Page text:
American Tower Company: An Operational Beauty in Ugly Masses of Steel!

How a simple operational model has turned a boring business model into a fascinating cash cow.


A darling amongst investors, American Tower has grown to become the largest tower sharing company in the world. As of June 2015, the Company had operations in 13 countries, $32 billion of non-cancellable tenant lease revenues and free cash flows of approximately $2.1 billion. With gross margins of 73% and free cash flow margins of 45%, the Company is an ideal example of an operational model perfectly matching a solid business model.

Operational Model

How has American Tower turned boring masts of steel into one of the most attractive businesses out there? At its simplest, the operational model entails American Tower allowing competing MNOs to house their antennae on f its 97,000 towers. This process of co-habiting antennae, called “collocation,” is enabled by multi-year contracts, which require MNOs to pay monthly fees in exchange for space on towers for the duration of the contracts’ life (typically 10-15 years).  A tower needs a single tenant to be operational, with the second and third tenants easily added to the steel structure as shown below. (4)

Operating model

By managing towers, American Tower allows MNOs to focus on their core business of providing telecommunication services to customers. Customers don’t want MNOs to spend resources managing a portfolio of towers. MNOs are not experts in the real estate or logistics businesses.  Instead, customers want to see MNOs focused on the provision of high speed voice and data to their devices.

Business Model

American Tower creates value by maintaining towers and making sure uptime (the percentage of time towers are operational) is as close to 100% as possible. An MNO saves on capex while benefiting from lower opex (a tower can cost as much as $275,000 to build vs. monthly rental payments of $5,000). For its efforts, American Tower has the right to “lease-up” its towers by allowing other MNOs to put their equipment on those towers. In addition, the long term nature of the tenant agreements mean revenue visibility is locked-in, predictable and stable.

Additionally, the unit economics of a tower are impressive. The addition of a second and third tenants sees gross margins jump to 74% and 83%, respectively. This is because the variable costs per each additional tenant are so low that a large fraction of the incremental tenants’ rent goes straight to the bottom line. As a consequence, the ROI) on a single tower can be as high as 74% (please see below for the unit economics with 1, 2 and 3 tenants). (1)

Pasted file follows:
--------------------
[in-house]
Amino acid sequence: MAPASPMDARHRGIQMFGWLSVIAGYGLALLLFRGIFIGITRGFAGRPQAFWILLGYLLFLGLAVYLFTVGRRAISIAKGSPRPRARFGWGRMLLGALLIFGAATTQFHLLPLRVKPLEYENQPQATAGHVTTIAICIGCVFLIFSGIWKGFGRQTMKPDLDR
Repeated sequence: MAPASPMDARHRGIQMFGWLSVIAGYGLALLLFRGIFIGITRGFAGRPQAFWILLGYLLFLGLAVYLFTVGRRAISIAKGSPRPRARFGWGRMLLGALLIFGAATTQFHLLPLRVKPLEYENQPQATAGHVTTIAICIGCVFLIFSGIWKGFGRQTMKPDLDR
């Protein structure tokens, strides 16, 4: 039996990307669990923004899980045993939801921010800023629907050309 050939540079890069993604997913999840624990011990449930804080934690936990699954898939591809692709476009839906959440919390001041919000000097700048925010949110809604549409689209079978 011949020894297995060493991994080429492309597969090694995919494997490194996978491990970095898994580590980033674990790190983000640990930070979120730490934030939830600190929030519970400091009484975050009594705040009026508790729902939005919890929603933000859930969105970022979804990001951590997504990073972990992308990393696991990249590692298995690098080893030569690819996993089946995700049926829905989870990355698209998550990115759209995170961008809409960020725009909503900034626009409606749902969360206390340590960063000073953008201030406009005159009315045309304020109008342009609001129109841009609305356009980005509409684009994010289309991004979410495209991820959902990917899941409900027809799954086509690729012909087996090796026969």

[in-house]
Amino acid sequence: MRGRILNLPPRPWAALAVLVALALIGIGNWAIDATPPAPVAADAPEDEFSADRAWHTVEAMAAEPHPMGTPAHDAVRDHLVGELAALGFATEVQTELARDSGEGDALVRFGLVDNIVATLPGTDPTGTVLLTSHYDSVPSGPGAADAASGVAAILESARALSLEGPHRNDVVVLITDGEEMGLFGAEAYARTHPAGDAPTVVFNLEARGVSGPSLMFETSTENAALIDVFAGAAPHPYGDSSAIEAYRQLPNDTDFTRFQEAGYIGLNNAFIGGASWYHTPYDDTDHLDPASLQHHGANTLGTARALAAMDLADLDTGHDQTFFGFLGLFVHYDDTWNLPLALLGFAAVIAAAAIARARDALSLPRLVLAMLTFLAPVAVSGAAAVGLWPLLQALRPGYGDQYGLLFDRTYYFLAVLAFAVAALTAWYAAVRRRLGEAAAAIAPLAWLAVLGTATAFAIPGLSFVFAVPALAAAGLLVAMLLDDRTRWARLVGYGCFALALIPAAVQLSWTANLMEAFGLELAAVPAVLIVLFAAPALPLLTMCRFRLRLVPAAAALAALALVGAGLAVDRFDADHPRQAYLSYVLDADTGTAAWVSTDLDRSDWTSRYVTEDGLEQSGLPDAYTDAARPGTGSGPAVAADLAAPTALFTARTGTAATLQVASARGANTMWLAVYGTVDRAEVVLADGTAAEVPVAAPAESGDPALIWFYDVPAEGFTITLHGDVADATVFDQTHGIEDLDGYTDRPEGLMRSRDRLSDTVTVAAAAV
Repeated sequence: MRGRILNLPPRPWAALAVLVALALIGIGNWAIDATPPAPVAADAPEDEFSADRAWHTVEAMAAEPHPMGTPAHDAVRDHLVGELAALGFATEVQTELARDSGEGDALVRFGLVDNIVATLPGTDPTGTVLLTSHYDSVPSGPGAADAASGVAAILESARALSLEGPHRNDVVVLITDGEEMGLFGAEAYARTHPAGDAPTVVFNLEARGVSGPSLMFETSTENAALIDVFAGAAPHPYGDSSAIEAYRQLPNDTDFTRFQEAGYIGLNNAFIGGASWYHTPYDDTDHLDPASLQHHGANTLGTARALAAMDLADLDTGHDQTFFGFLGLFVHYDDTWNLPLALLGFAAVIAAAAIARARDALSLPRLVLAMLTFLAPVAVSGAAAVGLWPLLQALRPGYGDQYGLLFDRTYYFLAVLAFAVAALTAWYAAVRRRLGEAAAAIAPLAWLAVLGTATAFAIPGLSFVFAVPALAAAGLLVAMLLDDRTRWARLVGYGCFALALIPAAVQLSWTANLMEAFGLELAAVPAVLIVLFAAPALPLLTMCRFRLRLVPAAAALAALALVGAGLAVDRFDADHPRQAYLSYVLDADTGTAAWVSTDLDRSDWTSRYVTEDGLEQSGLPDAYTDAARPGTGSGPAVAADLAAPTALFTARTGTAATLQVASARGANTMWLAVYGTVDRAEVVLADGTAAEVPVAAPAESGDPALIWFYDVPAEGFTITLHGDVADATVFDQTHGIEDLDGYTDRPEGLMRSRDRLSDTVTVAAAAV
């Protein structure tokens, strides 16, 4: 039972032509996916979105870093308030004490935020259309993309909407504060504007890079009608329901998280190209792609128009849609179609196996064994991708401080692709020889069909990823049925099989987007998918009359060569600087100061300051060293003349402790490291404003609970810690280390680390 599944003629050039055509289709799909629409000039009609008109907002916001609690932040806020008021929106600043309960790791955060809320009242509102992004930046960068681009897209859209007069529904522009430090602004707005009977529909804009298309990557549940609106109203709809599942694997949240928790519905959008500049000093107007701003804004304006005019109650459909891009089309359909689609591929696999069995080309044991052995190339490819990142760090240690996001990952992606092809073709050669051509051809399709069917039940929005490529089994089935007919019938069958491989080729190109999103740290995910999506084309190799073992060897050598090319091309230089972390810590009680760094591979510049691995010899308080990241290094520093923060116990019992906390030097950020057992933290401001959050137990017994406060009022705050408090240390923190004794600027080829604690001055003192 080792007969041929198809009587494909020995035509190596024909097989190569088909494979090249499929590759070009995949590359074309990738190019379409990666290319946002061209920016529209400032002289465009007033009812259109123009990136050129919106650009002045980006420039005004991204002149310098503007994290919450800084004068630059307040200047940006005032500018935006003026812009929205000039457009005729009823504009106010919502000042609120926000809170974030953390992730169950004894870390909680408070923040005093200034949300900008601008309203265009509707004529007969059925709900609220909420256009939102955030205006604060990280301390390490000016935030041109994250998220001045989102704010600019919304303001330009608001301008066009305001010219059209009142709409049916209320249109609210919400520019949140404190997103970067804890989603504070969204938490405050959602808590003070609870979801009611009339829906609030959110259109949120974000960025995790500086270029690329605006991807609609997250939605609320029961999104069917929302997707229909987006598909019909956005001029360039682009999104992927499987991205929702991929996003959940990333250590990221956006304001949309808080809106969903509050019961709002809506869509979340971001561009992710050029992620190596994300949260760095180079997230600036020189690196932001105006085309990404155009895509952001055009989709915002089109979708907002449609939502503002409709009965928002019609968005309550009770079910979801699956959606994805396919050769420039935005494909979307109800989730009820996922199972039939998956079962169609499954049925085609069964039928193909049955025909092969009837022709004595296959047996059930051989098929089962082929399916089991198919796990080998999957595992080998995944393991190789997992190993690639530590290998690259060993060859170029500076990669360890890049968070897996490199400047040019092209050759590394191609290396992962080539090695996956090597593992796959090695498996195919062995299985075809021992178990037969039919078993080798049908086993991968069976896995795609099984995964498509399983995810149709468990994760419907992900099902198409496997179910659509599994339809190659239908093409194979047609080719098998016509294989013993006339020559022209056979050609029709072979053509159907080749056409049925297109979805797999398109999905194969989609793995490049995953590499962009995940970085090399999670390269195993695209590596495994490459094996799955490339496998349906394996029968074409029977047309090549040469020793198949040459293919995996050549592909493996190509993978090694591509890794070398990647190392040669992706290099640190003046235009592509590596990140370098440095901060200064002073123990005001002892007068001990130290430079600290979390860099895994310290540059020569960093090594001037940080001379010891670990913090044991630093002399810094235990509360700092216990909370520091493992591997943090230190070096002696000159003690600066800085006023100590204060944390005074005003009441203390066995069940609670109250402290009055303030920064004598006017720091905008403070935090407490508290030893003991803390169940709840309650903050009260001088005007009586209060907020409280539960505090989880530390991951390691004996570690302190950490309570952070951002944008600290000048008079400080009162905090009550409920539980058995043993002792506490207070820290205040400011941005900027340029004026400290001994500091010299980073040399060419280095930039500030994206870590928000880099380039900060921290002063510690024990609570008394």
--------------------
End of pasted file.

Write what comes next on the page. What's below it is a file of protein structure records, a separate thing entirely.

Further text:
Business model

Business and Operational Models: A match made in heaven!

American Tower’s long term strategy is focused on three pillars: (i) growing its asset base (ii) focusing on operational excellence and (iii) maintaining a strong balance sheet. The firm continues to deliver on all three fronts. Firstly, American Tower has aggressively acquired tower assets under buy-lease-back (“BLB”) arrangements from MNO’s. Most recently, the firm acquired 4,669 towers from Airtel in Nigeria. Secondly, American Tower boasts high lease-up-rates (“LURs). As explained above, high LURs typically imply higher cash flows. Thirdly, the Company has taken advantage of cheap access to debt to support its operations. In fact, American Towers reported a cost of capital of 3.5% and a liquidity of nearly $2 billion in June 2015.

American Tower has a business model that has been neatly matched by a compelling operational model. The model allows for American Tower to generate healthy profits while also lowering costs for MNOS. MNO’s pass on the cost savings to consumers through cheaper usage rates. Furthermore, MNOs invest sale proceeds from BLB arrangements into their core businesses, further benefiting the consumer (e.g. improved 4G and LTE services). Significantly, the attractive cash flows also mean dividends, which put occasional smiles on the faces of shareholders. Everyone wins, everyone is happy. Beautiful.


  1. For illustrative purposes only. Does not reflect any American Tower financial data. Source: American tower presentation as of June 30, 2015:
  2. Collocating tenants typically pay higher rents than anchor tenants on build-to-suit towers. Source: American tower presentation as of June 30, 2015:
  3. Calculated as Gross Margin divided by Construction/Upgrade Costs. Source: American tower presentation as of June 30, 2015:
  4. Source: American tower presentation as of June 30, 2015:


American tower presentation as of June 30, 2015:

American Tower website:

American Tower 10Q as of June 30, 2015



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Student comments on American Tower Company: An Operational Beauty in Ugly Masses of Steel!

  1. Fascinating, to be honest I had no idea this company existed. The combination of colocation and long-term contracts really do make this an investor’s dream. I’m always intrigued by business that have such a low cost of adding incremental customers and revenue. One thing I didn’t quite understand is why those incremental customers would pay higher rents? My intuition would be that they could negotiate better rates than the first tenant, since adding them makes a single tower so much more economical for American Tower. Especially if it is a build-to-suit tower, I would think that the anchor tenant would pay more for any specialized capabilities it requested.

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